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I have a property of CGSize:

@property (nonatomic) CGSize descriptionSize;

'

@synthesize descriptionSize = _descriptionSize;

I can access the height through the dot syntax:

self.descriptionSize.height = 35;

but how does this work with the bracket syntax?

[self setDescriptionSize:???];

Looked stupid simple to me, but I can't get the clue. Thanks in advance!

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I would try [[self descriptionSize] setHeight:35] –  pawelropa May 4 '12 at 6:29
    
@mttrb ...can not send a setHeight message to it. –  fzwo May 4 '12 at 6:44
1  
You could say self.descriptionSize = CGSizeMake(self.descriptionSize.width, 35). –  rob mayoff May 4 '12 at 6:45
    
@fzwo Whoops, typo and it is too late to edit :( What I meant to say is "@user1212112 CGSize is a struct not an object so you can NOT send a setHeight message to it." –  mttrb May 4 '12 at 6:49

3 Answers 3

up vote 6 down vote accepted

This is one of the pitfalls of dot notation for properties: Those two dots in self.descriptionSize.height look the same but mean very different things. The first is a property accessor which maps to a "get descriptionSize" method, but the second is an old-school struct reference. The first dot returns a CGSize scalar, NOT a pointer to the size value in the object. When the second dot sets the height in that returned CGSize, it's setting a value on the stack instead of changing the value in the object. This is how you have to do it:

CGSize size = self.descriptionSize;
size.height = 35;
self.descriptionSize = size;

…or the equivalent without properties dot notation:

CGSize size = [self descriptionSize];
size.height = 35; // we still use the dot here: size is a struct not an object
[self setDescriptionSize:size];
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1  
+1, however, you mean "equivalent without dot notation"--property vs. manual accessors and square bracket vs. dot notation are two completely independent choices. –  andyvn22 May 4 '12 at 7:21
    
Also, if you want to one-line it, there's [self setDescriptionSize:CGMakeSize([self descriptionSize].width,35)]; –  andyvn22 May 4 '12 at 7:23
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I'm pretty sure the only difference between the two is syntax—as I understand it, they should compile to exactly the same code. –  davehayden May 4 '12 at 23:37
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What I'm saying is you've confused the concept of properties and the concept of dot notation--they're two different things. You may use square brackets with properties, and you may use dot syntax with manually-defined accessors. It's important to know that your second example works just fine with properties, and your first works just fine without them. –  andyvn22 May 5 '12 at 2:33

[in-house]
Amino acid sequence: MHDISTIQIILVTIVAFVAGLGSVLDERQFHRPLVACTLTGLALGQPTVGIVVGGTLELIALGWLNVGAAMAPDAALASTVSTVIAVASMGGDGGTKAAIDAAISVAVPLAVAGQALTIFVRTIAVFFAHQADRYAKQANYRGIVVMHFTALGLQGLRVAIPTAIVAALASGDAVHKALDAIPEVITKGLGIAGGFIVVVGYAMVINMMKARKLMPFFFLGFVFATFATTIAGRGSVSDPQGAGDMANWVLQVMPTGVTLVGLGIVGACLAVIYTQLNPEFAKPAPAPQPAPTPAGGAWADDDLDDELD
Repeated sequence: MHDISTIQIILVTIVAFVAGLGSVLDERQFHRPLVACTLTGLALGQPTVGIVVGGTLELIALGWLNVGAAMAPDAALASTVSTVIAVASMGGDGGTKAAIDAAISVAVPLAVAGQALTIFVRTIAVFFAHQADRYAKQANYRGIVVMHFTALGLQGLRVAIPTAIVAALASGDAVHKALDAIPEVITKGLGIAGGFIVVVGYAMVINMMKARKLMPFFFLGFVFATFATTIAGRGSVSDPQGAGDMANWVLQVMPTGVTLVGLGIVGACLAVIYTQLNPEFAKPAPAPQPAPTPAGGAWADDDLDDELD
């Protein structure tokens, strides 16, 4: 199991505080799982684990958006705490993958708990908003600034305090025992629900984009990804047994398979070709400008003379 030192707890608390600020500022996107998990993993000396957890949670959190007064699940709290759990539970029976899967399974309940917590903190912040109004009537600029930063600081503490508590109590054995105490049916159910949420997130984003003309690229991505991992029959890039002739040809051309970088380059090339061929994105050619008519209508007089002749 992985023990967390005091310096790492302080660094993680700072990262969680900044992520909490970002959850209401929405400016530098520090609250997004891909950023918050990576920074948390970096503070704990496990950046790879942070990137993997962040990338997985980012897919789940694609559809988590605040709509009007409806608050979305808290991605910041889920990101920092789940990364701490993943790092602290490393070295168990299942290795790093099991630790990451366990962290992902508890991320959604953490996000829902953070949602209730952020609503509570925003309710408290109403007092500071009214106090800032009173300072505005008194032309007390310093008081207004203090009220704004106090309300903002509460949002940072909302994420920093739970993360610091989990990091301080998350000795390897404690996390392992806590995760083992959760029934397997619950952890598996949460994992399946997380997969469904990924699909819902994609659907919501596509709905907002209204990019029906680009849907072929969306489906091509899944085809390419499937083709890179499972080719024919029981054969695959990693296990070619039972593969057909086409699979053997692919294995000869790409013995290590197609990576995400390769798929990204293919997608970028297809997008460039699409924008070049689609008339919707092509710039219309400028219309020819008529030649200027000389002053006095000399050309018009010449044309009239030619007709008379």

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Exactly what @andyvn22 said; the dot notation and properties are entirely orthogonal. You can use the one without ever using the other. Answer fixed. –  bbum Jun 20 '13 at 17:47

The implementation of descriptionSize will return a copy of the CGSize struct, so you can't work directly with that and hope it will work. What you need to do is get the whole of the CGSize struct, modify it, and then pass it back in:

CGSize size = [self descriptionSize];
size.height = 35;
[self setDescriptionSize:size];

However given you are working on a property of self and the property isn't an object, which requires memory management, the most efficient way of modifying the size is:

_descriptionSize.height = 35;

However you'd use the former getter/setter approach if:

  1. The object was not self.
  2. You had manually written the setter method to do something as a side-effect of changing the size (for example invalidating bits of the view in order to automatically update the view).
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Dot syntax can mean two different things: Either a struct reference (CGSize is a C struct), or an objective-C message send.

Theoretically, if you have a method like - (void)doSomething;, you could call it like this: myObject.doSomething; //bad style. Don't do this. Dot syntax is not meant for calling methods that actually do stuff, other than getting or setting values (although nothing in the language or the IDE is going to stop you).

Synthesizing properties creates accessor methods: - (myType)myProperty and - (void)setMyProperty:(myType)newValue. Here, dot syntax lets you access the getter in the ordinary way (because the getter is an ordinary Objective-C method), and has a special case for the setter: myObject.myProperty = newValue gets translated to [myObject setMyProperty:newValue].

This means you can switch between dot syntax and Objective-C style message sending syntax for properties (and technically for all other parameter-less Objective-C method sends), but you must use dot syntax to access struct members. Structs are not objects, and they know now methods.

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